It’s looking real trout-y

It’s looking real trout-y

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"How's your week going," he asked.

"Pretty busy ... we have some new employees at work and I've been spending a lot of time getting them started and lined out on their duties," I replied.

"Well be sure and get it all done before you know what," he answered.

Oh, I knew exactly what he was talking about. Only 26 days and counting until March 1 ... the opening of catch-and-keep trout fishing in Missouri's four trout parks.

As you’ve no doubt figured out if you're a regular reader, most of these weekly columns are born out of conversations I’ve had during the previous week, things I intend to do outdoors over the weekend, or some season which is upcoming.

Trout ... it’s what’s for dinner, or at least on March 1. We’re only four short weeks away from one of the most exciting, elaborate spectacles that occur in the Ozark outdoors annually.

We Missourians don’t even get too excited about the sighting of another mountain lion or black bear these days. But let that first whistle blow on March 1 and we’re quickly whipped into a fishing frenzy. 

If you’ve never taken in a “trout opener” at one of the state’s four managed trout parks — Bennett Springs, Roaring Rivers, Montauk or Meramec Spring — you’ve missed out on a real treat.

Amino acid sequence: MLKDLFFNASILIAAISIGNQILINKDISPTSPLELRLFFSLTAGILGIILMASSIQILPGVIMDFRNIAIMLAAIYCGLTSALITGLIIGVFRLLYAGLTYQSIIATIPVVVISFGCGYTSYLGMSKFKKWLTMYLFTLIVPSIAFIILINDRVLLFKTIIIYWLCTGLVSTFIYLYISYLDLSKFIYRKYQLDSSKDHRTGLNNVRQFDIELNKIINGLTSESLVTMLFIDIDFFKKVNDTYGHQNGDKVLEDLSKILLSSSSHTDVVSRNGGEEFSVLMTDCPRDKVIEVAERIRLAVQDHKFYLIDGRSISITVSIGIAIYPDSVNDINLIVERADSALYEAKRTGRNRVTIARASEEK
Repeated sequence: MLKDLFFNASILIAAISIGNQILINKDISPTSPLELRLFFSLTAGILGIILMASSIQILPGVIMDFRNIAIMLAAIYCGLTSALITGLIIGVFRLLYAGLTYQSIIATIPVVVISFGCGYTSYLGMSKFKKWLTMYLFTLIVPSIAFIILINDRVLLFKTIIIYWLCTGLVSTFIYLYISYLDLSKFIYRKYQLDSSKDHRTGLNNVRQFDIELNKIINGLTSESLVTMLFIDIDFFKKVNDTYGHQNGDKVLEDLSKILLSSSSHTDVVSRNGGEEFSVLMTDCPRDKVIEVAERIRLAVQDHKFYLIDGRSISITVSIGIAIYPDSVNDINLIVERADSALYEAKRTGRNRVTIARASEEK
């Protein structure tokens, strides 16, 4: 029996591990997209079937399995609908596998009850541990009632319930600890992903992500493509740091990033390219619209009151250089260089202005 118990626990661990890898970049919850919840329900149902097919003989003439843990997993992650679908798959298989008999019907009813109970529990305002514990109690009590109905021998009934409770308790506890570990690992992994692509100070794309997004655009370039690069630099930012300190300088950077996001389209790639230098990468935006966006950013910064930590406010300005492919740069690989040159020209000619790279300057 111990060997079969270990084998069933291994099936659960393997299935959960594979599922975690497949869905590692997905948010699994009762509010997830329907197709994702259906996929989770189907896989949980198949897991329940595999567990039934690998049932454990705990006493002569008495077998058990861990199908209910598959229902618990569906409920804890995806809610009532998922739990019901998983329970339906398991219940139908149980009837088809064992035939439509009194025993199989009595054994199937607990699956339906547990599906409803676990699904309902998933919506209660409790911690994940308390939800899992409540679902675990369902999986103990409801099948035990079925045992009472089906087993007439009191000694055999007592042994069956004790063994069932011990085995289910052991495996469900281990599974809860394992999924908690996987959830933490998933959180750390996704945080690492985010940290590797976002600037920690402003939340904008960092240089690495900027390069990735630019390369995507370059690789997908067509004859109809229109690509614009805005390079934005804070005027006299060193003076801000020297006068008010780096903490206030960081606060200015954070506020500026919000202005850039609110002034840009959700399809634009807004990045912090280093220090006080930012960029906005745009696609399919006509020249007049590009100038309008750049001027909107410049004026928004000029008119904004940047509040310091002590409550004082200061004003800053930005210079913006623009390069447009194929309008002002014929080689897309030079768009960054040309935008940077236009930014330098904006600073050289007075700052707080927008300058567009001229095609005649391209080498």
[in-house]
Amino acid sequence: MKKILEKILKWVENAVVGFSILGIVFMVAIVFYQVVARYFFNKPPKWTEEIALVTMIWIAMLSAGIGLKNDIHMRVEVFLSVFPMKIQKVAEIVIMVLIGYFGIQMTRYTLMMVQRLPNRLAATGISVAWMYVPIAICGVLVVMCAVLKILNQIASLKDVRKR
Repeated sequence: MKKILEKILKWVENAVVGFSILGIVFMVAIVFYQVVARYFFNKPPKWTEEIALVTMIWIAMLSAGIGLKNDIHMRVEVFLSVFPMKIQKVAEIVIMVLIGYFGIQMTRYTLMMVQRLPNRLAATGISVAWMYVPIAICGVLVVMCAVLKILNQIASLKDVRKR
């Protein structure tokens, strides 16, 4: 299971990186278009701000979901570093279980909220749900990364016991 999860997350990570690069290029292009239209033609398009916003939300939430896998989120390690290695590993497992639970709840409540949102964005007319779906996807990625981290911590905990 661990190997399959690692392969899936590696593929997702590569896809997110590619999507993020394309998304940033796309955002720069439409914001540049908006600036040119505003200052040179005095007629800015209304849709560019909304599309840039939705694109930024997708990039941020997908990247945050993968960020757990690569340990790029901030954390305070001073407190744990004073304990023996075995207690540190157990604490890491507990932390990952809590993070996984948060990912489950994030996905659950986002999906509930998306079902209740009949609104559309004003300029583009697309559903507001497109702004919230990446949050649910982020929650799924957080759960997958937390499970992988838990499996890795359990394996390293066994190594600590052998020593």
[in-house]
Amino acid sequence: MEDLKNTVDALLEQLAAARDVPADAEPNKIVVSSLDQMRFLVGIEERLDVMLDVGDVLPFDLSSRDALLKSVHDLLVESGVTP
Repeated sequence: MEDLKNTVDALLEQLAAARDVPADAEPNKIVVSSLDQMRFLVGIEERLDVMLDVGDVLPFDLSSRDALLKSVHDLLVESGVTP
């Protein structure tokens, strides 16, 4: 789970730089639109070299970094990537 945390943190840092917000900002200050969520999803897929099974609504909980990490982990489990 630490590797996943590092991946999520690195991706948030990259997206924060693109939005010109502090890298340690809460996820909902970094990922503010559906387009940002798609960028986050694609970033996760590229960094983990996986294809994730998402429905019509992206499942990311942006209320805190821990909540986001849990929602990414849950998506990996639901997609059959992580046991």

Don’t show up that morning thinking you’re going to see a couple guys going all “A River Runs Through It” on a quiet pristine stream with fly rods flailing in perfect figure-8s above their heads and little brook trout rising to the water’s surface to slurp in perfectly-formed imitations of midges made from feathers and thread.

No siree!

Missouri's trout opener is more akin to a “fishing circus," but one you’ll want to return to be a part of time after time. Thousands of anglers turn out on the morning of March 1 to christen the new year’s trout park fishing season.

Many of these guys and gals may not visit a trout park but once or twice the rest of the eight month long season. And if the season opener falls on a Friday or weekend day, as it will this year, the crowds are just that much larger and the activity that much more frenzied.

Opening morning of trout season is the Black Friday shopping equivalent of the angling world. Competition bass anglers know all about the morning gunshot or whistle start and the ensuing race to the honey hole to fish. But with trout anglers most of them will already be standing in the stream crotch-deep in frigid ice water (wearing neoprene waders, of course) and ready to cast when that siren sounds to signal the start of fishing.